Sandalwood and Carrion: Smell in Indian Religion and Culture
James McHugh offers the first comprehensive examination of the concepts and practices related to smell in pre-modern India. Drawing on a wide range of textual sources, from poetry to medical texts, he shows the significant religious and cultural role of smell in India throughout the first millennium CE. McHugh describes the arts of perfumery developed in royal courts, temples, and monasteries, which were connected to a trade in exotic aromatics. Through their transformative nature, perfumes played an important part in every aspect of Indian life from seduction to diplomacy and religion. The aesthetics of smell dictated many of the materials, practices, and ceremonies associated with India's religious culture. McHugh shows how religious discourses on the purpose of life emphasized the pleasures of the senses, including olfactory experience, as valid ends in themselves. Fragrances and stenches were analogous to certain values, aesthetic or ethical, and in a system where karmic results often had a sensory impact-where evil literally stank-the ethical and aesthetic became difficult to distinguish. Through the study of smell, McHugh strengthens our understanding of the vital connection between the theological and the physical world. Sandalwood and Carrion explores smell in pre-modern India from many perspectives, covering such topics as philosophical accounts of smell perception, odors in literature, the history of perfumery in India, the significance of sandalwood in Buddhism, and the divine offering of perfume to the gods.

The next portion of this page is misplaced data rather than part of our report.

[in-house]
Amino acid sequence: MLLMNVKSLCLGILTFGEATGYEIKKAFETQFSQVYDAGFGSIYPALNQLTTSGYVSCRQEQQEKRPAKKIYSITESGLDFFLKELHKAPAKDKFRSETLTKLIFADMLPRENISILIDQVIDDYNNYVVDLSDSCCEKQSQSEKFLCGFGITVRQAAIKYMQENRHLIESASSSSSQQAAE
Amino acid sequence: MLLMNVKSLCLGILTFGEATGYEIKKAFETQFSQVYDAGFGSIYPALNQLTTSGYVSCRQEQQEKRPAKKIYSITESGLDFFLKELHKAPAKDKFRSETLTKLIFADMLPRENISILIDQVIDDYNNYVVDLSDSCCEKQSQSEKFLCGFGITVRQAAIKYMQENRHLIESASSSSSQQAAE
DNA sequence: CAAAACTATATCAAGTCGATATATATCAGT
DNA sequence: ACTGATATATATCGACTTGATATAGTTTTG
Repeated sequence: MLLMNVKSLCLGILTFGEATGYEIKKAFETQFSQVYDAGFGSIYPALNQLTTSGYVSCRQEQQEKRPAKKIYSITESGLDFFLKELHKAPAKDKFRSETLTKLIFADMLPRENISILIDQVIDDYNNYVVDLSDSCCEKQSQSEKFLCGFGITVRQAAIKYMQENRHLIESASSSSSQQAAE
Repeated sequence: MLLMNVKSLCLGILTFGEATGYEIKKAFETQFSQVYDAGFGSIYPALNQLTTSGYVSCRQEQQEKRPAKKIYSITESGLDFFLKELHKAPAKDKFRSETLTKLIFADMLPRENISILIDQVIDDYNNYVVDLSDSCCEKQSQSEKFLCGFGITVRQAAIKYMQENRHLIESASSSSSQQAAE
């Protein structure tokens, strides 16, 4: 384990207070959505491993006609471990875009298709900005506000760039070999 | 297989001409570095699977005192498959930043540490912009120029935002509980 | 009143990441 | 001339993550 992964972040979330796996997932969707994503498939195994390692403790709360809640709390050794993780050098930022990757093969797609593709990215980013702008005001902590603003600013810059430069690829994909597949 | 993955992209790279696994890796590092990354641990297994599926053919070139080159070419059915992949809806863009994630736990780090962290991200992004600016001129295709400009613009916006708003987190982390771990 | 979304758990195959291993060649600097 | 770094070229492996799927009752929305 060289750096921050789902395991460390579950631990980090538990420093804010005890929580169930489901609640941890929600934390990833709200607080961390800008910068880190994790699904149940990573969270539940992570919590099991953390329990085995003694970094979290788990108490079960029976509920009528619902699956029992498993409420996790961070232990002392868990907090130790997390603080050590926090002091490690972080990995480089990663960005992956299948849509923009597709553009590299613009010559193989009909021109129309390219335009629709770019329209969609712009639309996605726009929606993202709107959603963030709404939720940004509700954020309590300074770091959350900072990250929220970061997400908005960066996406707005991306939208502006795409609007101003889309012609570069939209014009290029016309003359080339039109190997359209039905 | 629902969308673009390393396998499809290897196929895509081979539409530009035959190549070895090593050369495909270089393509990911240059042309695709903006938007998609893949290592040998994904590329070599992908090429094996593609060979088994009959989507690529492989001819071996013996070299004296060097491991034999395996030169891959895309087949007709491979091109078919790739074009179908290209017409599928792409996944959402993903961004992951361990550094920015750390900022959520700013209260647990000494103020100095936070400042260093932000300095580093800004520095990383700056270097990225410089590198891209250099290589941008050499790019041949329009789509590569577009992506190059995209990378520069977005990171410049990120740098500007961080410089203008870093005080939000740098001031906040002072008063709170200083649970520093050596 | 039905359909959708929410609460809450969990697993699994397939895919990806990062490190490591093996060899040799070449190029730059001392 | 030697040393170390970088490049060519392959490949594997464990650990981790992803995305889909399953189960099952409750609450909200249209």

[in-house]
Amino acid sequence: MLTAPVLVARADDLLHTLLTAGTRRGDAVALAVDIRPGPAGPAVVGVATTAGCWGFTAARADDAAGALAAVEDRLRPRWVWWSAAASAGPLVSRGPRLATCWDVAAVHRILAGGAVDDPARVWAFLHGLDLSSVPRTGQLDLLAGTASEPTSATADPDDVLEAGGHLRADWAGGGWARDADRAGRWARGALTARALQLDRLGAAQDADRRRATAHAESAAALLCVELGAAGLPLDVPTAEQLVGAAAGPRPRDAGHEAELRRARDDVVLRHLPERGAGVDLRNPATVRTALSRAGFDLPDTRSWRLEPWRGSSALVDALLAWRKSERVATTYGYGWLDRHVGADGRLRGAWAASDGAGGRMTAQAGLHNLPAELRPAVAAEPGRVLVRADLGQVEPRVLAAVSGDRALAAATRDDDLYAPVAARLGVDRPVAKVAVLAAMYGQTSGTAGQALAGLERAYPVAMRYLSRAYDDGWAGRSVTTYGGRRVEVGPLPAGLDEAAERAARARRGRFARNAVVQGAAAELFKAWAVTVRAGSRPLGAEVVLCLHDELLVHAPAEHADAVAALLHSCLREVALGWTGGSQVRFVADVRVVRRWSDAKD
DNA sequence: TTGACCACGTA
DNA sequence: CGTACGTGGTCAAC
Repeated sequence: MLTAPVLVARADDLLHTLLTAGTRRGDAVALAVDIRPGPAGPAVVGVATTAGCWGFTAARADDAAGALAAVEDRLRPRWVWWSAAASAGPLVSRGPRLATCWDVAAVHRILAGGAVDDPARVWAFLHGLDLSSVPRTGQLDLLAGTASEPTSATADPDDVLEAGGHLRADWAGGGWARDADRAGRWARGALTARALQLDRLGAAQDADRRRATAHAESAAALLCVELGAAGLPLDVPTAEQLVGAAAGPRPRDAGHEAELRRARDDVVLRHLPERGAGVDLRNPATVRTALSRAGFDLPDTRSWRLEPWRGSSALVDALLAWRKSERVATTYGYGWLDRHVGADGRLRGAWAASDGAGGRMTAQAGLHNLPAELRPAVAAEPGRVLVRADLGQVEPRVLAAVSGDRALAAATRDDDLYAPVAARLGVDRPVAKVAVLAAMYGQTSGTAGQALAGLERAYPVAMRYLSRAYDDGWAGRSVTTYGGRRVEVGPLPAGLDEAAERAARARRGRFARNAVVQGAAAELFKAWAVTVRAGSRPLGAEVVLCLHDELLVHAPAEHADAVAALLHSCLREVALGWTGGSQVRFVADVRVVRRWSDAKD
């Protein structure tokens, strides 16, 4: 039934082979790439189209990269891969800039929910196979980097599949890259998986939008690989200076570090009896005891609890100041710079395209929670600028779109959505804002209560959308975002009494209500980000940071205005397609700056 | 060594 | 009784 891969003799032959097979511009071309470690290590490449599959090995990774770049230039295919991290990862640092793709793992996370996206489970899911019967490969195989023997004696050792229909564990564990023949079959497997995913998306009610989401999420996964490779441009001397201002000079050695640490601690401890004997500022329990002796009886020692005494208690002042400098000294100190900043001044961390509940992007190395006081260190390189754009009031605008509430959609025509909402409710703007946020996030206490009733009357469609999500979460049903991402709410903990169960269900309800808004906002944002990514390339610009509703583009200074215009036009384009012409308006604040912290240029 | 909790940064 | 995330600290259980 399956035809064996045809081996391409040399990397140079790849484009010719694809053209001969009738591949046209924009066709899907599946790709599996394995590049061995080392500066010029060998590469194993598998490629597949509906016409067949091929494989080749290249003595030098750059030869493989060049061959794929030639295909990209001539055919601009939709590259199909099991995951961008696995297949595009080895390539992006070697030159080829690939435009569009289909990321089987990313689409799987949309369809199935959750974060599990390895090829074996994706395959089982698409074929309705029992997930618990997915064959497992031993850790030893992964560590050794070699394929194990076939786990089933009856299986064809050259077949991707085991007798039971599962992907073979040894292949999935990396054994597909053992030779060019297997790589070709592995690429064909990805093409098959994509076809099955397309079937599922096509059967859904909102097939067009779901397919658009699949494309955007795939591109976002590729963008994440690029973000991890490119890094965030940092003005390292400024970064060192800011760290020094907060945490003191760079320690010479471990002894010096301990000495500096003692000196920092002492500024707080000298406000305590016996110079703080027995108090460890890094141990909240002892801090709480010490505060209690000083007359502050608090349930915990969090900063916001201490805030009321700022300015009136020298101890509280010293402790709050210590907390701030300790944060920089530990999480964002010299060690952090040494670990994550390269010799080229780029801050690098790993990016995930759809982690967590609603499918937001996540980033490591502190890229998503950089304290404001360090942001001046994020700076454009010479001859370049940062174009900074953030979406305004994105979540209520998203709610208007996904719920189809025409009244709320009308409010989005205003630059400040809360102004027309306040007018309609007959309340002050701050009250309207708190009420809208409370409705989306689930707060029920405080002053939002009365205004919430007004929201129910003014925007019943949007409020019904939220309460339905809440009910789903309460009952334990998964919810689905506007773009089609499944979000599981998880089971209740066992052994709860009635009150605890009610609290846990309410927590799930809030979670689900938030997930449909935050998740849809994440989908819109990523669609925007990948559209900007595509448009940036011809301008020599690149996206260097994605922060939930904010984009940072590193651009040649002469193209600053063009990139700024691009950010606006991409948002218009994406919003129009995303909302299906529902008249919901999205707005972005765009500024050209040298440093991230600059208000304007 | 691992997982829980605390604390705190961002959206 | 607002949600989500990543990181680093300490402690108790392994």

What people are saying - Write a review
We haven't found any reviews in the usual places.
Other editions - View all
Abhidharmakośa according aesthetic aloeswood Amarakośa appears aromatics Arthaśāstra associated bhūtas body Brahmin Buddha Buddhist called camphor candana century chapter classification of odor color commentary common Common Era complex context cooling costus cubebs described discourses discussion earth elephants erotic Essence of Perfume examination example exotic flowers formulae fragrant Gandhasāra Gandhasara of Gangadhara Gandhavāda gemstones Gode gods guggulu Haramekhalā Ibid important incense Indian Jain kāma king later literary lotus Mahābhārata Mahāvīra Mānasollāsa Mānavadharmaśāstra medieval South Asia mentioned musk nāgas names narrative nature notes objects odor olfactory origin ox-head particular passage perfumery perfumery texts perfumes Pherū plants possibly Prakrit produced Pūrn.૽a qualities reading references religious resin S. R. Sarma saffron Sām.khya sandalwood Sanskrit texts Santalum album scholars sense of smell sources South Asian stinks substances suggests Śukra tagara texts on perfumery textual things tion traditional translation tree variety Vasubandhu Vedic verse wood